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Joining Cambodia's Underwater Bomb Squad on their First Live Disposal Mission

Unexploded bombs from the Vietnam War still litter Cambodia's countryside. VICE News took a trip on the Mekong River to see a live US explosive being delicately lifted from the murky water.
Photo by Nathan Thompson

Yor Deuob's fishing boat glided into the greenish waters of Cambodia's Mekong River, early in the morning of April 26. He cast his net and it snagged on something unusual — an unexploded Mk 82 bomb. Dropped during the Vietnam War it had lain, rooted in the riverbed, for over four decades.

"I dived in to try and free the net," Deuob told VICE News. "I felt the fins of the bomb and immediately went and reported it to CMAC." The Cambodian Mine Action Centre (CMAC) is the country's leading demining and unexploded ordnance organization.


CMAC has been trying to clear Cambodia of explosives left by decades of war. The country was heavily bombed by the US during the Vietnam War, then the Khmer Rouge regime came to power in 1975, and were responsible for the deaths of around two million people.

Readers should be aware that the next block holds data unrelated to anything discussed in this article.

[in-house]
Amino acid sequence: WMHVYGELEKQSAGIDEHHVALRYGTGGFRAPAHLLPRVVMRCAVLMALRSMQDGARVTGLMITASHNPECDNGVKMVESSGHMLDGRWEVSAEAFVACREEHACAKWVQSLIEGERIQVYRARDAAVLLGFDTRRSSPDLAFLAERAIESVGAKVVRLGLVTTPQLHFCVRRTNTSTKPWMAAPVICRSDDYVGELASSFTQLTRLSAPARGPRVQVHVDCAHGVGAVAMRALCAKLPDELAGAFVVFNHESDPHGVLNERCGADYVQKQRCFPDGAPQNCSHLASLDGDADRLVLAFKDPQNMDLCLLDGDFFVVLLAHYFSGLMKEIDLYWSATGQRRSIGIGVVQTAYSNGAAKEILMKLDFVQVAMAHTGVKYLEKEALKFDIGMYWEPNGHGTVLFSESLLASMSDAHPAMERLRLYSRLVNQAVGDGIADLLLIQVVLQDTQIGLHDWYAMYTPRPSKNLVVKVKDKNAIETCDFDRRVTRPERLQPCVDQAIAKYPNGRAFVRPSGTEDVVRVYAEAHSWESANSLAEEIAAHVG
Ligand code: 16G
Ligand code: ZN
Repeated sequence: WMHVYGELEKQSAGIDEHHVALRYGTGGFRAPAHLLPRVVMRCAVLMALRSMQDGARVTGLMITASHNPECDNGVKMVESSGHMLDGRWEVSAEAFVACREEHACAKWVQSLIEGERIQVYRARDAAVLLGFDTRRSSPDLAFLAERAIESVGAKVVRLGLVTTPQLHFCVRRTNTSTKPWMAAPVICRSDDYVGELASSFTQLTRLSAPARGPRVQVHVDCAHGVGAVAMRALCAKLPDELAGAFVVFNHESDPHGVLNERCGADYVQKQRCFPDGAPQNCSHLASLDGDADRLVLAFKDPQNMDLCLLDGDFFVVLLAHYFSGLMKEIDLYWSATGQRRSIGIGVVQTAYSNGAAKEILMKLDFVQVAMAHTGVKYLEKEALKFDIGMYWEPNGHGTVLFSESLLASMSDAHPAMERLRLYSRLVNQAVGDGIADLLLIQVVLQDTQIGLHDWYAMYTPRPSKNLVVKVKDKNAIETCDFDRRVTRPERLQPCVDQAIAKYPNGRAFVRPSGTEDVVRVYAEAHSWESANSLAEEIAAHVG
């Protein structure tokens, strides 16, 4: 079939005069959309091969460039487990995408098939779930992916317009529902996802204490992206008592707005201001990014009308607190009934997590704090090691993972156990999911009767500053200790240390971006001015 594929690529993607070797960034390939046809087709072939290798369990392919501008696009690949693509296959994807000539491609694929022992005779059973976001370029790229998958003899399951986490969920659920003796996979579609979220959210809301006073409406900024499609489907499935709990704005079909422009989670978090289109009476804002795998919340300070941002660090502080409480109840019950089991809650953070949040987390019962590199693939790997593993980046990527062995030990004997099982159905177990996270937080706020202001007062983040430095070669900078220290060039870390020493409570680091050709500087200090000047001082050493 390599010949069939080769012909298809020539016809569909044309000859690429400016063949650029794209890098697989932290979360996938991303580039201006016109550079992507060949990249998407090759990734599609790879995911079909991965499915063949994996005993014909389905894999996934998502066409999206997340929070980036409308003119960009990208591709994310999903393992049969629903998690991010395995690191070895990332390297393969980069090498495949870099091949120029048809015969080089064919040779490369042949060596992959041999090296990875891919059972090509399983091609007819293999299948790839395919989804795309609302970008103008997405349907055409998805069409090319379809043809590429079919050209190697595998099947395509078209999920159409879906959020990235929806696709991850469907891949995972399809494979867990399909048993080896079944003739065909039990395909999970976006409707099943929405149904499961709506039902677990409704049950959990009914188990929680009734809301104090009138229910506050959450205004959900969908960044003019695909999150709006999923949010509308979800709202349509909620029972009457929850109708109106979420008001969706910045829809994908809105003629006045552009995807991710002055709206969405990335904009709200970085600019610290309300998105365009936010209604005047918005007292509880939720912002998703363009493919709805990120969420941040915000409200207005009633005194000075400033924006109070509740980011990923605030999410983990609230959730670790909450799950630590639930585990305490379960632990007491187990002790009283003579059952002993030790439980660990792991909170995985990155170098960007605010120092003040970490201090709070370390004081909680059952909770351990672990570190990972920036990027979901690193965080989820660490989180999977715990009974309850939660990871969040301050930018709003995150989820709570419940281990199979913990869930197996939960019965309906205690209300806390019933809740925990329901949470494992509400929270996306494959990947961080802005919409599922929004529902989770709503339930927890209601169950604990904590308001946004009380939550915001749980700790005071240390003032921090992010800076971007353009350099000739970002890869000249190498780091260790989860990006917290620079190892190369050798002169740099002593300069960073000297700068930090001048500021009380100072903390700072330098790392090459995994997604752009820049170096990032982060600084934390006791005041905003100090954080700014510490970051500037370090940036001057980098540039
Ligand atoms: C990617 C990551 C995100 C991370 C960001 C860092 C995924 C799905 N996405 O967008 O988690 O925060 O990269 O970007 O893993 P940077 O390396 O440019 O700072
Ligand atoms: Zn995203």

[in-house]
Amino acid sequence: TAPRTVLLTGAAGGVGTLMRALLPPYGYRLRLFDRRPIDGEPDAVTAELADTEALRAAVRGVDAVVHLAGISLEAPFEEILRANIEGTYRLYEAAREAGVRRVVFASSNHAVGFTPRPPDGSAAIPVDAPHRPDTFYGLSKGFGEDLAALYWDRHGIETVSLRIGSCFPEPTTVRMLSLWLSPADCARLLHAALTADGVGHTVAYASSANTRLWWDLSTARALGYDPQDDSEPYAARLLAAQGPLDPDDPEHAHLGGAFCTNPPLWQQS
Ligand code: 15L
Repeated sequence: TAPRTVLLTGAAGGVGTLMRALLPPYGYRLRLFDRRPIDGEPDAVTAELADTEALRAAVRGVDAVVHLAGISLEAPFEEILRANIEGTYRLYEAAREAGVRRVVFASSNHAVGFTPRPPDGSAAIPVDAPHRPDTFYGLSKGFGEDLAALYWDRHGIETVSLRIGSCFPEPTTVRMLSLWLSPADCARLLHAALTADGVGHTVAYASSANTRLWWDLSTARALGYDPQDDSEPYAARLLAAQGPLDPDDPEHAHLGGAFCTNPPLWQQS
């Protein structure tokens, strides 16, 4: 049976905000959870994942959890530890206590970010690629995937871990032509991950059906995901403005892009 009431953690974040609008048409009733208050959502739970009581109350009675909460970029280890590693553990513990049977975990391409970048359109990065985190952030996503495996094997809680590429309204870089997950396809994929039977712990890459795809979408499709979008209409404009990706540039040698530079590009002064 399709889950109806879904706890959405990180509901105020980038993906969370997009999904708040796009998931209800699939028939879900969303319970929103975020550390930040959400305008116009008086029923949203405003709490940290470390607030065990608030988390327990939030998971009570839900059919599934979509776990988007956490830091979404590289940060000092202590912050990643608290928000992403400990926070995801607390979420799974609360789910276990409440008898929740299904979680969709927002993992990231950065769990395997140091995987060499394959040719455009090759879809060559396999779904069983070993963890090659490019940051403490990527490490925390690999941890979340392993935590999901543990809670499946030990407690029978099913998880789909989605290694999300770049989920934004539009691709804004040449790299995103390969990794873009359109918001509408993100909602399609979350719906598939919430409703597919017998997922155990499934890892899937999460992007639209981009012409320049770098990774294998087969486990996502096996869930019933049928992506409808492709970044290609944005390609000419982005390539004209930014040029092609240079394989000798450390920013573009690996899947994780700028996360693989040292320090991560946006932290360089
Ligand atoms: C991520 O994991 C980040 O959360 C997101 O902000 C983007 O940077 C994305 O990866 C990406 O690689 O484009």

When the Khmer Rouge fell to an invasion by Vietnamese forces in 1979, the country descended into civil war which dwindled on up until 1997. Today, CMAC estimates there are still four to six million pieces of explosive remnants of war (ERW) littering the countryside.

Walk down any given street in Cambodia and this poisonous legacy can be seen. Many amputees are destitute, forced to beg to survive given the lack of government welfare. Over 64,000 people have been injured or worse by landmines and ERWs according to a report by a Cambodian agency.

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Yor Deuob. Photo by Nathan Thompson.

Cambodia, then, is an appropriate setting for the Golden West Humanitarian Foundation — an NGO partnered with the US government — to launch a bold pilot program from their base in Kampong Chhnang province.

It tried to take a team from the chronically underfunded CMAC and train them in underwater bomb disposal. The only problem was none of the employees could swim — some had never even immersed themselves in water before.